Finding love at university is not uncommon: if anything, it is expected. Recent figures by London South Bank University estimate that a quarter of all students find their life partner while studying for a higher education degree. What’s more, 20% of women and 17% of men said that they expected to find their future spouse at uni.
However, the face of young love is changing. Seeing couples on campus may be a regular feature of student life, but there is now a sizeable portion of the 18-21 population going one step further, disavowing the single life in exchange for an engagement ring and a promise to marry – prior to graduation.
Leaving behind the stereotype of spontaneous flings and one night stands, IMPACT met with four young couples who are balancing study guides with wedding plans and posed the question: is it possible to get married while at university?
The Married Couple Next Door
When third-year Tom Mackay told Natalie’s mother that he and girlfriend Natalie Razavi had big news, she immediately assumed the worst.
“She thought we were having a baby!” laughs Tom, “I remember she had this look of fear on her face – and then I told her we were engaged. She was relieved to say the least.”
Earlier that week, Tom surprised his girlfriend of 18-months with a proposal during a group holiday in the windswept mountains of Northern Wales. The ground was so rocky, the leading man had trouble bending down on one knee. “Funny thing was she was not expecting it at all”, he says. “We’d been living together at University throughout second year and towards the end of that I began thinking that I wanted to marry her.”
Tom and Natalie’s story is a traditional one by most standards. After a chance meeting in Freshers’ Week, the pair made it official shortly before Valentine’s Day last year. This placed the incipient couple in an awkward position. “We’d only been going out a couple of weeks so it would be weird to buy a massive present. She got me some Cadbury Crème Eggs and I think I got her some bread and butter puddings.”
We still have our dreams. The only difference is we want to be doing it together
But how has (nearly) married life affected them? For the past two years they have been living in a shared house with three other students. However, Tom insists the dynamic is the same as before. “You know, I can’t say whether some other married couples have a hard time with housemates, but ours have always been really accepting and helpful.”
He also believes that being engaged is no different from being in an ordinary relationship as far as your social life is concerned. Before getting serious, the two of them still made time for each other. “When you are sharing a house with other people you need to make sure that you set aside time for just you two.”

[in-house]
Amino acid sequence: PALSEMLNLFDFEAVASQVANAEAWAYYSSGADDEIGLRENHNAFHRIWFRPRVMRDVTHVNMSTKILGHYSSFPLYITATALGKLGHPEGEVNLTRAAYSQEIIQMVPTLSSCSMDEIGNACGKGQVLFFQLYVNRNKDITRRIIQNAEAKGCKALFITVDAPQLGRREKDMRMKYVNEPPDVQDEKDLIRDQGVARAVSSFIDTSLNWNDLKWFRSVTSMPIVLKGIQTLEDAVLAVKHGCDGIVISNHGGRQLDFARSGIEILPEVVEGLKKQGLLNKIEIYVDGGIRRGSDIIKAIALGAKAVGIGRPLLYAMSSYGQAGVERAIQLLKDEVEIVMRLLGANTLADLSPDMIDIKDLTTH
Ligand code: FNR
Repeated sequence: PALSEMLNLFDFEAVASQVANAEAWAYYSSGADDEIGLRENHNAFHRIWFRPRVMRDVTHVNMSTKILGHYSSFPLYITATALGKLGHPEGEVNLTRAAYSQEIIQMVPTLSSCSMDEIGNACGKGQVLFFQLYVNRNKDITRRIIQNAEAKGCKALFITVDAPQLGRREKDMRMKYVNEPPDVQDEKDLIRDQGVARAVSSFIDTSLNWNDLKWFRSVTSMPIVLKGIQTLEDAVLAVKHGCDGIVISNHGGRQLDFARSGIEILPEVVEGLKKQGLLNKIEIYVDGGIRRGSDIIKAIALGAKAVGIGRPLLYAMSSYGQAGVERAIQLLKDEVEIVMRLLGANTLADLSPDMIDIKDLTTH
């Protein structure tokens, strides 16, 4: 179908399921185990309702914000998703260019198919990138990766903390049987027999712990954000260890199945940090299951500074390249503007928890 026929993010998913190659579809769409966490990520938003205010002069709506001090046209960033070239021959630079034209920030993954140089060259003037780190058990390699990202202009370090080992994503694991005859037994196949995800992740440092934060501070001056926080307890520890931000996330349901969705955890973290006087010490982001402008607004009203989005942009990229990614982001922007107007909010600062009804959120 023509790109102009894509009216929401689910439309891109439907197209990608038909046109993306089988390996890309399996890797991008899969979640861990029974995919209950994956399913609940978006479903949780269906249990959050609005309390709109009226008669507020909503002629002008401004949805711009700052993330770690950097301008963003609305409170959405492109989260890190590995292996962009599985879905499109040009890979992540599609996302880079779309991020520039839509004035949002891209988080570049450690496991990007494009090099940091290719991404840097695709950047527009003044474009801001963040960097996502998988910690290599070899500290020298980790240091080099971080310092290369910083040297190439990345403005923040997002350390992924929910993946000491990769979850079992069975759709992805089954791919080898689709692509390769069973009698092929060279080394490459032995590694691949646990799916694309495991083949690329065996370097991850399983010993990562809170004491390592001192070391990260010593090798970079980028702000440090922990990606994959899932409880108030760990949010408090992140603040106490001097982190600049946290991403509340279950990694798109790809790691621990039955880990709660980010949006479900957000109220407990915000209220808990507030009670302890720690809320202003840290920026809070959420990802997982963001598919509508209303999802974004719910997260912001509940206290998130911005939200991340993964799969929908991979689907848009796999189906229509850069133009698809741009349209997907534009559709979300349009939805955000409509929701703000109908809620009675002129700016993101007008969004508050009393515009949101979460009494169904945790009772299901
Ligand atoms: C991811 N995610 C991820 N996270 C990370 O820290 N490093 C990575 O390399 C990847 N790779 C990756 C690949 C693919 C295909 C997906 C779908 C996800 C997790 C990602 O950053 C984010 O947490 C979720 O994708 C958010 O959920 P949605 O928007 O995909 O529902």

Despite being an atheist, Tom credits his religious upbringing with shaping his attitude towards relationships. “I was a Christian before I came to university, and that partly influenced my decision to study Theology” he says. “However I prefer to think my background didn’t affect my decision [to get engaged] at all. Even if I had been raised without a religion, I would still have gotten engaged young.”
As other third-year students gaze out into the future with uncertainty, Tom is optimistic. “When you’re a student you have all these wild dreams. ‘I want to do this, I want to do that, I want to travel.’ Both of us have still really got that. The only difference is, we want to be doing it together.”
A Foreign Affair
A lifelong relationship often begins in the most ordinary of circumstances. For Aaron and Jess, it was the decision to study the same subject at A-level which first bought them together.
It wasn’t until they decided to go on the adventure of a lifetime, however, travelling for six months across the globe, that they realised things were getting serious. At the time they’d only been together three months. They were placing not only their money but their relationship on the line.
Spending an extended period of time in the company of just one person is tough, even when that person happens to be the love of your life. But being immersed in a foreign culture unsurprisingly presented its own challenges to their fledgling relationship.
“We had times when we couldn’t afford food, or we didn’t know where we were going to sleep that night. We had a few major arguments but we had some really, really good times as well. I think you get to know people’s bad side and good side, because you’re together the whole time.”
Far from driving the couple apart, these difficulties only served to draw them closer together. “It either works or it doesn’t. When you spend six months with someone, you’ve got to come out the other end. Travelling created a bond.”
It was when they were away from home that Aaron realised that Jess was the person with whom he wanted to spend the rest of his life. “When you spend six months with someone, twenty-four hours a day, it’s going to work,” he says. “It’s that cheesy thing when you know you’ve found the right person, you take the plunge.”
Living together is important. I don’t think you can know someone unless you do that
Ever the gentleman, Aaron waited until they had returned to England so he could ask Jess’ parents for their permission before popping the question. And when he did, on a trip to Knighton, Powy, a few months later, it was certainly unforgettable.
“We went to a log cabin and we got completely snowed in. It was so beautiful – we had a hot tub and a wood fire. Aaron made us an indoor picnic and he put on a cute cheesy song and he got down on one knee and proposed.”
“I kind of sat there for a minute just like, with my mouth open, thinking ‘oh my god’. Then I said ‘yes’ straight away.”
Aside from the obvious consequences of their time spent travelling together, it also served to develop Jess’ ideas about relationships on a wider level. “I really think that living together is important. I don’t think you can know someone unless you do that.”